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Sermon: The Great Fast

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Metropolitan Isaiah of Denver

As we enter into the holiest period of the year in preparation for the glorious Resurrection of our Lord and Savior Jesus Christ, we ask ourselves, "Why should we follow the discipline of fasting, which in essence is abstinence?" What is the purpose of it? Obviously the purpose is that we may be ready to meet our Lord and to receive His promise of eternal life in His Kingdom.

We realize, according to Holy Scripture, that we were created to live forever; and that we will live eternally after the return of Christ to the earth, with our resurrected bodies reunited with our souls. The Lord therefore asks us to make our decision as to where we wish to live eternally. We have only two directions of which to choose. There is no other.

Mankind could not save itself on its own. Since man fell from his original pristine state to the imperfect state and consequently all of his descendants after him, he has tried time and again to reach his original condition. Every pagan religion in the world taught of man's eternal existence and ways in which one could live eternally. We can mention only the Egyptian culture which established the most elaborate way one could reach to the stars and to eternal life. All failed because the imperfect can never by its own efforts attain perfection.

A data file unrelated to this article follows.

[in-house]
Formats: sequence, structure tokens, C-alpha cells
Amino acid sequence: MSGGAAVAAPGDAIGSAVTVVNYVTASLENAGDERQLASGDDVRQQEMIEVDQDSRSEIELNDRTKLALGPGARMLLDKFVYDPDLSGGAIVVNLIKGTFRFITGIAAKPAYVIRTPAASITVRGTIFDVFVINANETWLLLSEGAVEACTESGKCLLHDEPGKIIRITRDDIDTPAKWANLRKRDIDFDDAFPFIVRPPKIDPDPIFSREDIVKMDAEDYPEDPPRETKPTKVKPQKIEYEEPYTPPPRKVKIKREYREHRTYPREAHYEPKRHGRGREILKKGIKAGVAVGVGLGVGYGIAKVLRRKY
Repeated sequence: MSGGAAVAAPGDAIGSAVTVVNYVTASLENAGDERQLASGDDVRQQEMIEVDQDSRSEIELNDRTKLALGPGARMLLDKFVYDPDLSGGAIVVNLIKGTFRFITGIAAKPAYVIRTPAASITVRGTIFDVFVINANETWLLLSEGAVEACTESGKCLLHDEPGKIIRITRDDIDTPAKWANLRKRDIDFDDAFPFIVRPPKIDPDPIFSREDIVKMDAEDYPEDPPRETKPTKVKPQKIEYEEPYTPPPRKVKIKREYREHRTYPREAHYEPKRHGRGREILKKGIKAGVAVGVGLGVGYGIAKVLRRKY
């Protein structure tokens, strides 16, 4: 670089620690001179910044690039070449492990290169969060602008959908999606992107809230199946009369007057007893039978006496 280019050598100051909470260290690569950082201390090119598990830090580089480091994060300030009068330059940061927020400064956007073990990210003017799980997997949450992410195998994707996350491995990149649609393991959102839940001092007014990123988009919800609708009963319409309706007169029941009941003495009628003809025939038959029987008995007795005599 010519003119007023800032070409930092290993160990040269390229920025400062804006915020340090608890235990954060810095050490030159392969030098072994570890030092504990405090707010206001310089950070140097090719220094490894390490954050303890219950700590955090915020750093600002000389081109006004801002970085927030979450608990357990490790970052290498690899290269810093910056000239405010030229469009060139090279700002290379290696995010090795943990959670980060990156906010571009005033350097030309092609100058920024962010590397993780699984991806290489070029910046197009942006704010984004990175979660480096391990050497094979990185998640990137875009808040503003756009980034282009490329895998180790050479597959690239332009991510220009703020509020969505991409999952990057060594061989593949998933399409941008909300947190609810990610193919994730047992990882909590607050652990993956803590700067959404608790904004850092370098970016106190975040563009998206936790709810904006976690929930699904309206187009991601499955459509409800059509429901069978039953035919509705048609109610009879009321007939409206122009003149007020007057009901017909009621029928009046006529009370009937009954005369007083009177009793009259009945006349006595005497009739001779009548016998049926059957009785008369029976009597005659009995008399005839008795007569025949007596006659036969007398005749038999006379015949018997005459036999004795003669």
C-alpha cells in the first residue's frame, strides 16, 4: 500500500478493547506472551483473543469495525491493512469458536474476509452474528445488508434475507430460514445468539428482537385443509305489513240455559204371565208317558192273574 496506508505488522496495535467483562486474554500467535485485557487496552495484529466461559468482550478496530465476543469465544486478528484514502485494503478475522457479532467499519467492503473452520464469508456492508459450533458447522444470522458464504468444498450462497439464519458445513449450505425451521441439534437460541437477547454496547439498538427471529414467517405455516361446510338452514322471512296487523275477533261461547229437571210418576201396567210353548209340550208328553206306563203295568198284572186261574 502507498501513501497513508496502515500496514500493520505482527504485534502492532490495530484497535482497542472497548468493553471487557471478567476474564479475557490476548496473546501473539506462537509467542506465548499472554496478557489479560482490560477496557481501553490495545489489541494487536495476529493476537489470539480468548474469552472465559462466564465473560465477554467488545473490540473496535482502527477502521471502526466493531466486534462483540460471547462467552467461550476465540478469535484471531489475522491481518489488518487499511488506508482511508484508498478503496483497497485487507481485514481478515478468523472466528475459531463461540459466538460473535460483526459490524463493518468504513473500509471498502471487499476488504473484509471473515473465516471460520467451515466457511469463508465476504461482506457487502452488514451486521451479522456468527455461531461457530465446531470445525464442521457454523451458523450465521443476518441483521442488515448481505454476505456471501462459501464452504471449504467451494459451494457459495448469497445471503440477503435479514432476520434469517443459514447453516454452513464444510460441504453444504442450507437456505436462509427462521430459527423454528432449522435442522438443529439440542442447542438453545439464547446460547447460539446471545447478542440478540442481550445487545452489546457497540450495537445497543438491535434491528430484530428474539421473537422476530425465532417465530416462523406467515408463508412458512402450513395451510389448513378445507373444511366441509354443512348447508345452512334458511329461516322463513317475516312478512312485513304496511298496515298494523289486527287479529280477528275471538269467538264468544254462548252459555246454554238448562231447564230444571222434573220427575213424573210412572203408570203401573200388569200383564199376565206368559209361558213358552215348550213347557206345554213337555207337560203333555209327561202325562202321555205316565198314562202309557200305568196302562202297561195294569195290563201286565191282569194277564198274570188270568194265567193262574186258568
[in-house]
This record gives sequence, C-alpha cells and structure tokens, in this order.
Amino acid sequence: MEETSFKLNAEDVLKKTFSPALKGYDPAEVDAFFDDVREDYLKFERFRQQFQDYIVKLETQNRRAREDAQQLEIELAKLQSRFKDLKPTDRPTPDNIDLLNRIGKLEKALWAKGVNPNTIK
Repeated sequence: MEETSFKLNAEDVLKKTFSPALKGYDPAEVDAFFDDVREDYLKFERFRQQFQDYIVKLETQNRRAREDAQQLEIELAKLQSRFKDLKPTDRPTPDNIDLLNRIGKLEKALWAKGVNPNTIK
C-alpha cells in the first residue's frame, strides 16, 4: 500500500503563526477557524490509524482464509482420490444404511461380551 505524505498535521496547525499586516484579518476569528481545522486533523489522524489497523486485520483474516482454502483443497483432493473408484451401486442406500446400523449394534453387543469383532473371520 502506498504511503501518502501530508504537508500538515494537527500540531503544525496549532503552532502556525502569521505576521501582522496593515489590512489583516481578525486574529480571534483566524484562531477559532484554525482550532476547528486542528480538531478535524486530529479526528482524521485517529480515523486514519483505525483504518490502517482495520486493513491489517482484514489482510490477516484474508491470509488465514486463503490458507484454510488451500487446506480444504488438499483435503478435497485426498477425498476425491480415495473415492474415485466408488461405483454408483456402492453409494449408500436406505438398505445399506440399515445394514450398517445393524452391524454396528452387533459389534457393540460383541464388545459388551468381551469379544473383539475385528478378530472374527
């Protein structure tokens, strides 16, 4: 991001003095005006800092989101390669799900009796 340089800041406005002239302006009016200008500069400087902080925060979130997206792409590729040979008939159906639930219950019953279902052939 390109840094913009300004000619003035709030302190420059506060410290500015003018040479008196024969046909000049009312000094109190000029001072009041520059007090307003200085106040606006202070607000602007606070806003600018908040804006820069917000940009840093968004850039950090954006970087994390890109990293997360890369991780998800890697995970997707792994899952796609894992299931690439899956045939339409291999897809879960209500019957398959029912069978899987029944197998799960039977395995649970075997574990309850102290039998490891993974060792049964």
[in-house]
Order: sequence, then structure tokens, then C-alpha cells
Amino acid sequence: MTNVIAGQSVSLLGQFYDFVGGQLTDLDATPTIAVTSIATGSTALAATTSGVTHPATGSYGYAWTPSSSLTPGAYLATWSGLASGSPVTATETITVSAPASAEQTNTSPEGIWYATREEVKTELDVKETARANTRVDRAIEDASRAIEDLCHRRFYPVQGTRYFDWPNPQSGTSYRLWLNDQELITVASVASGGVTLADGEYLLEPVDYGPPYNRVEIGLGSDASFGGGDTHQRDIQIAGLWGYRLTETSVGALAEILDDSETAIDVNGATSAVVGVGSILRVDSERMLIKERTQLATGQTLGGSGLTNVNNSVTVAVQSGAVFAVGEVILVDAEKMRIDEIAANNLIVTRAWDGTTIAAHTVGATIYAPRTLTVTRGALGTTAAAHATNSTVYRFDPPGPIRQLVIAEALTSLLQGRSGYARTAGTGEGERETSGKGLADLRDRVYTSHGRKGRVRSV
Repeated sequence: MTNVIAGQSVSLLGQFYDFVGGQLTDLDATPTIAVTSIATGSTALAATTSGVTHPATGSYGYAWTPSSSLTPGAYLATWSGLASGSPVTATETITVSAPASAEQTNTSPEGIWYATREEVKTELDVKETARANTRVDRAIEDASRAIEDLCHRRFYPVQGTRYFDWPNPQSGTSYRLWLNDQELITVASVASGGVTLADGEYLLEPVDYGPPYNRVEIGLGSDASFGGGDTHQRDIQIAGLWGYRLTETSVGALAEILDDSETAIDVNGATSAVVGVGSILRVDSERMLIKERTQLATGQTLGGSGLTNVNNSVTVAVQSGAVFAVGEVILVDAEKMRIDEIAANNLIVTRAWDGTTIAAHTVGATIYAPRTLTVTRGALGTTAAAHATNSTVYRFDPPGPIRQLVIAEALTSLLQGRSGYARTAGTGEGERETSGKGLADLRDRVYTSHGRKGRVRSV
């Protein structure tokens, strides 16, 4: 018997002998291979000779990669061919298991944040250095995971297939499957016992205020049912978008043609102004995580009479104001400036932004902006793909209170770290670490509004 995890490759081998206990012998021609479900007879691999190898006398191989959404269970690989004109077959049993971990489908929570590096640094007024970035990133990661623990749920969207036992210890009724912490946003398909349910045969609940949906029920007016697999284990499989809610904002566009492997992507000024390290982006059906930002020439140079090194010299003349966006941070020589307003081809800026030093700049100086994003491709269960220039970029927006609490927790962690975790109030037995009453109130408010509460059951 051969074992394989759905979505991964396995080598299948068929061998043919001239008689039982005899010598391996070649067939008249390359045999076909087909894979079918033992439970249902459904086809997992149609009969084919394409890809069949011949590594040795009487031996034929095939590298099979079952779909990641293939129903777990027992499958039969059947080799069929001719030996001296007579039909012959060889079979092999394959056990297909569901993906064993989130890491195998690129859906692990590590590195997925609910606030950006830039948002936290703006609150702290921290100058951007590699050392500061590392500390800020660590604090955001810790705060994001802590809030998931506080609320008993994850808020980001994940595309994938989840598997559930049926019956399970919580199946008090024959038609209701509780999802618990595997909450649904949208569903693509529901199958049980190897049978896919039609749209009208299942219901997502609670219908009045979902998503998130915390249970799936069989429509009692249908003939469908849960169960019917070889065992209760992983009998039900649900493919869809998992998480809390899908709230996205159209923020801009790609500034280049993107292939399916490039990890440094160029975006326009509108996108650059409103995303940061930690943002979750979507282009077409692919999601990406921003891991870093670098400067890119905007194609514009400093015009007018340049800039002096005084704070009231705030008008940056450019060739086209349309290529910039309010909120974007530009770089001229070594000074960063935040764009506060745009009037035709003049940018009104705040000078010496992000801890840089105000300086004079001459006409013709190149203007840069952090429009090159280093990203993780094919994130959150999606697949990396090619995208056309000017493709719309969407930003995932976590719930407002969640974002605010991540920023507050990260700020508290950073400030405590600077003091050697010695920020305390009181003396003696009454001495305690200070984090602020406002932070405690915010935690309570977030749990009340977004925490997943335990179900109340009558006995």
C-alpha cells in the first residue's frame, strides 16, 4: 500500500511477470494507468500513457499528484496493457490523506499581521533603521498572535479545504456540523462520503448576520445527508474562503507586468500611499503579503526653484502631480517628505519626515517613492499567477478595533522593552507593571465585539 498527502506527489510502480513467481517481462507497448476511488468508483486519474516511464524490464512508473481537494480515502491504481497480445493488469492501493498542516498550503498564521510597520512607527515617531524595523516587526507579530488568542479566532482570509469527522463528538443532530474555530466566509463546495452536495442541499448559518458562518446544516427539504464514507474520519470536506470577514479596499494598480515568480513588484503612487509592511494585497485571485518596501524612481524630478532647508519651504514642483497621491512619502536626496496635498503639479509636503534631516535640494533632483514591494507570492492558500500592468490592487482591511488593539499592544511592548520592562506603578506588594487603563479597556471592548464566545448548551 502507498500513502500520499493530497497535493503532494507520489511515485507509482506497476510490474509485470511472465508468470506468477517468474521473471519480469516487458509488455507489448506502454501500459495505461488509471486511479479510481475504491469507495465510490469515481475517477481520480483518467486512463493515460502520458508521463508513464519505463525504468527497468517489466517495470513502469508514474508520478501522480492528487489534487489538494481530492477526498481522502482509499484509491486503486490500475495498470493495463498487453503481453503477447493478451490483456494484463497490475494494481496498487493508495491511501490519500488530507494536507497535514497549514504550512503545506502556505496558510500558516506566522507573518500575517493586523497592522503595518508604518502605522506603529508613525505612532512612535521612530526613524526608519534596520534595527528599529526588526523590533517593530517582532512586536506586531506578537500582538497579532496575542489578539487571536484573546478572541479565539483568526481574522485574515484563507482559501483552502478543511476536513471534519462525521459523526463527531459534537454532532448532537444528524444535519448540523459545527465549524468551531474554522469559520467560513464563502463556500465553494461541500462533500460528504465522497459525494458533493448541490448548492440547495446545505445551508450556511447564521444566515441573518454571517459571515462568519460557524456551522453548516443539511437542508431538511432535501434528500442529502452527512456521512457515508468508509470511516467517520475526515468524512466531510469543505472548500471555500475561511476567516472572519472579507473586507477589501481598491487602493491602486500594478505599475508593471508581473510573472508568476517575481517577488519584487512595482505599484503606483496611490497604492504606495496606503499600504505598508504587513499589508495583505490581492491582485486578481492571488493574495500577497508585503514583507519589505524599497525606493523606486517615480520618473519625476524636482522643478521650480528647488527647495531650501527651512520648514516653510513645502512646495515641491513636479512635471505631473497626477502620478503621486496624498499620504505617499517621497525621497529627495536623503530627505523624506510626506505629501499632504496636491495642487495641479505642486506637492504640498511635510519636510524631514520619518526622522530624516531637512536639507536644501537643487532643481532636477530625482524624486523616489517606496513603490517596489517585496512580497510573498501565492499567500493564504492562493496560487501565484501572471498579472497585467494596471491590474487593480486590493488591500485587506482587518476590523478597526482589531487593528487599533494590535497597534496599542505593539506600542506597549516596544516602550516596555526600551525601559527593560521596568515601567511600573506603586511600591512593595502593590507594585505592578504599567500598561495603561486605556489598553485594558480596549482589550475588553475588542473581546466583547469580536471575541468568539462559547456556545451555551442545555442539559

We know the story. God in the Person of Jesus Christ, the second Person of the Holy Trinity, out of His great love for us, came into the world in order to guide us toward Him. He tells us that His Kingdom has been prepared for us even before the world began. He entered into our human nature as one of us for the sole purpose of teaching us how we can reach perfection. He did this without interfering with our free will. For had He tampered with our free will, we would no longer be in His image. This is what distinguishes us from all other creatures of this world. We have been created in His image so that we may attain to His likeness, using our hearts and our minds to guide us. He created us to live with Him and to enjoy the works which He has created for us.